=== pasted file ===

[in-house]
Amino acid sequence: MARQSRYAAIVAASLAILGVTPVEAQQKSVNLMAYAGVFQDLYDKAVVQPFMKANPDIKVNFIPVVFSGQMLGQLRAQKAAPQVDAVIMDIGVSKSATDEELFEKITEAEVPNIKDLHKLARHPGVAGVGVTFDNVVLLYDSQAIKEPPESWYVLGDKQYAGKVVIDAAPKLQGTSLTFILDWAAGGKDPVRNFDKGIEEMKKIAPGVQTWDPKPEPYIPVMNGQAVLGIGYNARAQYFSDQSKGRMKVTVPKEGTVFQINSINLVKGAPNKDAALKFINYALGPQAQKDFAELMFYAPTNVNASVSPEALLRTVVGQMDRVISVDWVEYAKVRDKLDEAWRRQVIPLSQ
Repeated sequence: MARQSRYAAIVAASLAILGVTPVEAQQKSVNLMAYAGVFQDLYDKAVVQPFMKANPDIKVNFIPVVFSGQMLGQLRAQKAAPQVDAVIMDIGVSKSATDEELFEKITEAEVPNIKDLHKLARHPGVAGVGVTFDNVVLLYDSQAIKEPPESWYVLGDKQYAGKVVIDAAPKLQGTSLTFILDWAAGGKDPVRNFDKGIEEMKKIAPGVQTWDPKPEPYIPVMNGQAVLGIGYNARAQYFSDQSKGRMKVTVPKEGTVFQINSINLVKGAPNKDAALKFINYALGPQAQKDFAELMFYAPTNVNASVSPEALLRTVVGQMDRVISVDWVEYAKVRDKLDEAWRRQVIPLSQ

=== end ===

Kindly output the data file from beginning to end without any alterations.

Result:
[in-house]
Amino acid sequence: MARQSRYAAIVAASLAILGVTPVEAQQKSVNLMAYAGVFQDLYDKAVVQPFMKANPDIKVNFIPVVFSGQMLGQLRAQKAAPQVDAVIMDIGVSKSATDEELFEKITEAEVPNIKDLHKLARHPGVAGVGVTFDNVVLLYDSQAIKEPPESWYVLGDKQYAGKVVIDAAPKLQGTSLTFILDWAAGGKDPVRNFDKGIEEMKKIAPGVQTWDPKPEPYIPVMNGQAVLGIGYNARAQYFSDQSKGRMKVTVPKEGTVFQINSINLVKGAPNKDAALKFINYALGPQAQKDFAELMFYAPTNVNASVSPEALLRTVVGQMDRVISVDWVEYAKVRDKLDEAWRRQVIPLSQ
Repeated sequence: MARQSRYAAIVAASLAILGVTPVEAQQKSVNLMAYAGVFQDLYDKAVVQPFMKANPDIKVNFIPVVFSGQMLGQLRAQKAAPQVDAVIMDIGVSKSATDEELFEKITEAEVPNIKDLHKLARHPGVAGVGVTFDNVVLLYDSQAIKEPPESWYVLGDKQYAGKVVIDAAPKLQGTSLTFILDWAAGGKDPVRNFDKGIEEMKKIAPGVQTWDPKPEPYIPVMNGQAVLGIGYNARAQYFSDQSKGRMKVTVPKEGTVFQINSINLVKGAPNKDAALKFINYALGPQAQKDFAELMFYAPTNVNASVSPEALLRTVVGQMDRVISVDWVEYAKVRDKLDEAWRRQVIPLSQ